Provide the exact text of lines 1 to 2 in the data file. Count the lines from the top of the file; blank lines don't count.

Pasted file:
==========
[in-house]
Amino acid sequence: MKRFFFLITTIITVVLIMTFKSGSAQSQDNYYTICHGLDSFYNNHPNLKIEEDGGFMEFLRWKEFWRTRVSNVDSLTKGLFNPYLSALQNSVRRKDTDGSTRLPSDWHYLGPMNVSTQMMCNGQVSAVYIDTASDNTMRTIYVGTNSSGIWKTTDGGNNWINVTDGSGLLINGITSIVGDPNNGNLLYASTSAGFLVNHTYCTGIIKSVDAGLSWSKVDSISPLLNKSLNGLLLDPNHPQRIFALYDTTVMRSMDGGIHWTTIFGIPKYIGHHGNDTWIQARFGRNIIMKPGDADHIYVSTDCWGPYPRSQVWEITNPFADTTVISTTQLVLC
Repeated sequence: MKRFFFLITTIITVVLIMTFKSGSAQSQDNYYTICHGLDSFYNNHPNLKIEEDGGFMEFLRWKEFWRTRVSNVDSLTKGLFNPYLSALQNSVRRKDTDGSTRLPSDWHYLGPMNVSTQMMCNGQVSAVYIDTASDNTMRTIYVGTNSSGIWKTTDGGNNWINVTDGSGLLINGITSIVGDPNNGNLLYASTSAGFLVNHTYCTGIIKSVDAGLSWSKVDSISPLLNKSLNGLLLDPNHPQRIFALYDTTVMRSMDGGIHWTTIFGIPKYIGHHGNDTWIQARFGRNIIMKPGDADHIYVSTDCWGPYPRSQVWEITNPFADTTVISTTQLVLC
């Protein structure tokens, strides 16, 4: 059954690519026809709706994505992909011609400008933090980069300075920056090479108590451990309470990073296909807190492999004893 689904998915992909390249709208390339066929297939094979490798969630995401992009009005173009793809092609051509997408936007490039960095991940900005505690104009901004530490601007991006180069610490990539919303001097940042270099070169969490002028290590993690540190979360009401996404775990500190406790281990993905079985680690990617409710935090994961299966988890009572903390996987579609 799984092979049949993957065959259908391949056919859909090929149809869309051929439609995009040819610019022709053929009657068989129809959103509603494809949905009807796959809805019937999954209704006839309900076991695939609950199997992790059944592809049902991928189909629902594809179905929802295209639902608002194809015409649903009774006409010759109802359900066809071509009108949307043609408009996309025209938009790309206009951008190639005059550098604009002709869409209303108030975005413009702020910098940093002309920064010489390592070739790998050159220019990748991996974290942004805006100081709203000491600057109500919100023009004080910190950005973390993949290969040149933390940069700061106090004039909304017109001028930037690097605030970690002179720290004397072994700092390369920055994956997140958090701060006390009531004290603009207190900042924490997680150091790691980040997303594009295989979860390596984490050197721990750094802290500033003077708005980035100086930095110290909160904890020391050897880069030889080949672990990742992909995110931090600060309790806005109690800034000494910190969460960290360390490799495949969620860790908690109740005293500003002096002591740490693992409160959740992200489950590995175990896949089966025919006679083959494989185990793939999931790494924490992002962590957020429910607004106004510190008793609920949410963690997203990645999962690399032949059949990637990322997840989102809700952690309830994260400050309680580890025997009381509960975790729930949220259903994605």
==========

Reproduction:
[in-house]
Amino acid sequence: MKRFFFLITTIITVVLIMTFKSGSAQSQDNYYTICHGLDSFYNNHPNLKIEEDGGFMEFLRWKEFWRTRVSNVDSLTKGLFNPYLSALQNSVRRKDTDGSTRLPSDWHYLGPMNVSTQMMCNGQVSAVYIDTASDNTMRTIYVGTNSSGIWKTTDGGNNWINVTDGSGLLINGITSIVGDPNNGNLLYASTSAGFLVNHTYCTGIIKSVDAGLSWSKVDSISPLLNKSLNGLLLDPNHPQRIFALYDTTVMRSMDGGIHWTTIFGIPKYIGHHGNDTWIQARFGRNIIMKPGDADHIYVSTDCWGPYPRSQVWEITNPFADTTVISTTQLVLC